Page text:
Column: Stand up

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Column: Stand up

Senior Nick Smith and the Dirty Drumline cheer on the Leopards from the Jungle.

Senior Nick Smith and the Dirty Drumline cheer on the Leopards from the Jungle.

Parker Nolan

Senior Nick Smith and the Dirty Drumline cheer on the Leopards from the Jungle.

Parker Nolan

Parker Nolan

Senior Nick Smith and the Dirty Drumline cheer on the Leopards from the Jungle.

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The high school is intimidating when you’re a freshman.

The spread-out classes, sprawling lunchroom, crowded hallways, and all those tall people can really overwhelm you at first. The big sea of the high school makes you feel like, well, like a little fish.

When I walked into the courtyard doors at the beginning of high school, I was a scared little fish too. The eight worst parts of my day were when the bell rang and I would have to somehow get to my next class on time without being trampled.

Seeing a familiar face would be the highlight of my day. Most of the time though, all I saw was a blur of people I spent the majority of my day with but didn’t know at all. I didn’t feel like it was my school when I was there.

It was a different story at the football and volleyball games though.

 


 

My freshman year was the best time to be in the Jungle. We got to watch quarterback Bowman Sells (2,980 passing yards and 40 total touchdowns in 2014) and receiver Aaron Fuller (1,641 total yards and 24 total touchdowns), just start to hit their stride for a district championship football team. We got to see the volleyball program collect its SIXTH state title in seven years. We were led by the first iteration of the Dirty Drumline and one of the school’s most spirited senior classes.

When you were in the student section with the whole school, all cheering on the Leopards together, you felt like it was your school.”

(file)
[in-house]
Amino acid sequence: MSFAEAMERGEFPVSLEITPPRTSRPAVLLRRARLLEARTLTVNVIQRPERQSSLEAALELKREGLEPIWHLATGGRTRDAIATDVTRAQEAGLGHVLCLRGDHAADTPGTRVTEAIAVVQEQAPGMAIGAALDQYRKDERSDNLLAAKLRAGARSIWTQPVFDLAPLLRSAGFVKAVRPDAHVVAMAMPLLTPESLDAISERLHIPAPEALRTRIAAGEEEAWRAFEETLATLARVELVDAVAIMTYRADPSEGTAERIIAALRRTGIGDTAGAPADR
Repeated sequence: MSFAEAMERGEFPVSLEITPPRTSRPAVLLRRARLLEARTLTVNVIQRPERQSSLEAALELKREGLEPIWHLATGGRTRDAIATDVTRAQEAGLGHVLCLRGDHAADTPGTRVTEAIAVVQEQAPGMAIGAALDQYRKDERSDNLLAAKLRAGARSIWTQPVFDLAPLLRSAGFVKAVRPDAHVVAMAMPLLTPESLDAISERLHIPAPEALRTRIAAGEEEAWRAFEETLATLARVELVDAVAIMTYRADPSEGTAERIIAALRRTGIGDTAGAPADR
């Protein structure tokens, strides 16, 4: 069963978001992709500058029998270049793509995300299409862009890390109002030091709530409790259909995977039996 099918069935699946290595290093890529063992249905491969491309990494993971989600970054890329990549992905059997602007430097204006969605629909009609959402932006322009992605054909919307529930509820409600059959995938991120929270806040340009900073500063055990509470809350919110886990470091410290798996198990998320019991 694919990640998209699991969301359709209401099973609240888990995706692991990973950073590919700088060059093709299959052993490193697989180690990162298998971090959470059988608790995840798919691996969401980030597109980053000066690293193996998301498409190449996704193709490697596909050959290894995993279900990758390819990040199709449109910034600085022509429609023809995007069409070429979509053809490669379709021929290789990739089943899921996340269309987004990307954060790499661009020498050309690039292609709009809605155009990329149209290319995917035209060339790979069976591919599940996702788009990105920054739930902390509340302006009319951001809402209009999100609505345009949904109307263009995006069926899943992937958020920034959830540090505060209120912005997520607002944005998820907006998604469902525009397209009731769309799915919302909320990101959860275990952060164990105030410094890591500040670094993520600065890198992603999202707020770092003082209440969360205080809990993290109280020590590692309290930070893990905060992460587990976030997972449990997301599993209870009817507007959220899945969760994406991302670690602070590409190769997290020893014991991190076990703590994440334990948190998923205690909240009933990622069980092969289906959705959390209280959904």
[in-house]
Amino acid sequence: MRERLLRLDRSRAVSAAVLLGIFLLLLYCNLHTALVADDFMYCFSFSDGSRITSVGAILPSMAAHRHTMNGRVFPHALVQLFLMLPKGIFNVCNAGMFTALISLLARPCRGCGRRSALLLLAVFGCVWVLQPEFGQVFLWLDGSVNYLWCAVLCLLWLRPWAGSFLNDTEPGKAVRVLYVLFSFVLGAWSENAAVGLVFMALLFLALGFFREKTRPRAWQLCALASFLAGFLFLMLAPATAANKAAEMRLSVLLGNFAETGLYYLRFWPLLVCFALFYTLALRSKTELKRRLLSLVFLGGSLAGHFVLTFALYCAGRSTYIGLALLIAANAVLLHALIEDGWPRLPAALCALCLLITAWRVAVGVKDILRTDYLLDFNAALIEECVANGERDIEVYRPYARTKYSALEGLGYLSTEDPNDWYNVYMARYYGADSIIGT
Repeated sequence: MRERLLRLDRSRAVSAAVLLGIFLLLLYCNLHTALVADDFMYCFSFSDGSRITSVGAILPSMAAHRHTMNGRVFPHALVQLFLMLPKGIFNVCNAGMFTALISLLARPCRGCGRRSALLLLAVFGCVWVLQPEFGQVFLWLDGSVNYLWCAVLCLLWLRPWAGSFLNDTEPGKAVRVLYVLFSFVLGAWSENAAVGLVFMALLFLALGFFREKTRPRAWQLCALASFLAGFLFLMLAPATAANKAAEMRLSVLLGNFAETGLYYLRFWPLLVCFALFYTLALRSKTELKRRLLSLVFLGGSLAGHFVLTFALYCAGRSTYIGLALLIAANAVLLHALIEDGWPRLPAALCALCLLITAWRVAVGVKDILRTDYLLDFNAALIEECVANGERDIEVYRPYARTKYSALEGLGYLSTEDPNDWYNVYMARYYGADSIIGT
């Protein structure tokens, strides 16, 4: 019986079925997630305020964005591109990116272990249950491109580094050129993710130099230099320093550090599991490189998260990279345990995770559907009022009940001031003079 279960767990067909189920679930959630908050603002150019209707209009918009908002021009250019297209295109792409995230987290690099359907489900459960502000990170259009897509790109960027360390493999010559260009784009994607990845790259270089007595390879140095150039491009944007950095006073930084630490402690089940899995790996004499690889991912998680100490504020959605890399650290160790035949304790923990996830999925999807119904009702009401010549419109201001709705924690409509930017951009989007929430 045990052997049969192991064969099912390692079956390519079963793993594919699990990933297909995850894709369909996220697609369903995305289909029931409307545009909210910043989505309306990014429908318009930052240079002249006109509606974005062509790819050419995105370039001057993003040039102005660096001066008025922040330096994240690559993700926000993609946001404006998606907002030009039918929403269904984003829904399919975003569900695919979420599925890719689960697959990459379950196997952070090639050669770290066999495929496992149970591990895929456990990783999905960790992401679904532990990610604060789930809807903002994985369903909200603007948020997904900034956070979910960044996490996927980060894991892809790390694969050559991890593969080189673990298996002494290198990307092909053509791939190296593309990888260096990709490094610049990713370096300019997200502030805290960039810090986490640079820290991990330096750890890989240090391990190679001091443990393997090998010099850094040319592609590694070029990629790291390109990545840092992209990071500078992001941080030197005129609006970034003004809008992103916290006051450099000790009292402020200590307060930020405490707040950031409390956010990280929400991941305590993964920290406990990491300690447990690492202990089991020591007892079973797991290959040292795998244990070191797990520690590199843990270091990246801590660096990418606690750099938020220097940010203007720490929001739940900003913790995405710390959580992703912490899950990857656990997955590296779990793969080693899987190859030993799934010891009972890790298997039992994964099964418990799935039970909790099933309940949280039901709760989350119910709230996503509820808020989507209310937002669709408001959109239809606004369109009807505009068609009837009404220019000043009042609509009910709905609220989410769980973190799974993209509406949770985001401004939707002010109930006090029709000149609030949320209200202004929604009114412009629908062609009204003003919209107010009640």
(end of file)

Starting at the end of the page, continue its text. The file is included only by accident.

— Nick Smith

When you were in the student section with the whole school, all cheering on the Leopards together, you felt like it was your school. Your spread-out classes, your sprawling lunchroom, your crowded hallways, and all those tall people were right beside you, getting a better view of the game, but right beside you nevertheless.

I didn’t write this to reminisce about the fun I’ve had in the Jungle or the past successes of Lovejoy athletics though. I wrote this because everyone, excluding most seniors, hasn’t gotten to experience that sense of belonging in a student section like the one I had freshman year. And we, the Jungle, have to change that.

 


 

I think people sometimes make Lovejoy out to be worse than it actually is. Sure, I disagree with some of the administrative decisions, namely the lack of off-campus lunch, and the competitive student culture, but Lovejoy is really what you want it to be. If you think Lovejoy is a cutthroat, exclusive school with a heartless administration, then that’s what it’s going to be for you.

I promise you though, if you just take a little initiative, you’ll find something that will make you proud about your school. I’ve really found a home with The Red Ledger and the varsity soccer team, but I’d love to be a part of so much more if I had the time. There’s the extremely talented fine arts programs, deserving of just as much recognition as the athletic teams. There’s an endless list of smaller organizations like Student Council, HOSA, student trainers, mock trial, FCA, UIL academic teams, and debate that can all make the school just a little smaller for you. And there’s always the Jungle.

If that’s the reason you don’t stand up and cheer on the Leopards, I’ll buy you a ticket for the opposite side of the field.”

— Nick Smith

Look, I’ll admit it too. It’s hard to be proud about an 0-3 start to the year. But if that’s the reason you don’t stand up and cheer on the Leopards, I’ll buy you a ticket for the opposite side of the field. There you can sit and moan about the football team all you want.

Me?

I’m going to be screaming for the Leopards until my lungs are sore. Screaming for the same Leopards who were only a catch or two away from beating these state champion Scots on their homecoming night last year. Carson Collins (274 yards and 2 TDs) and Chase Van Wagoner (191 yards and 2 TDs) looked a lot like Bowman Sells and Aaron Fuller in that game, and the crowd knew it too.

So you can talk about the Leopards falling off all you want. I’ll be staying for the last minute of every game because turning your back on a Leopard is the last mistake you’ll ever make.

I’m not expecting everyone to get as rowdy as the seniors do in the Jungle. That takes a special lack of care only a senior can have. All I’m asking is for everyone to be a part of the Jungle. Follow along with the chants when you hear them (I’m trying my best for you to hear them). Show a little Leopard pride because you belong here.

So stand up. This is your school too.

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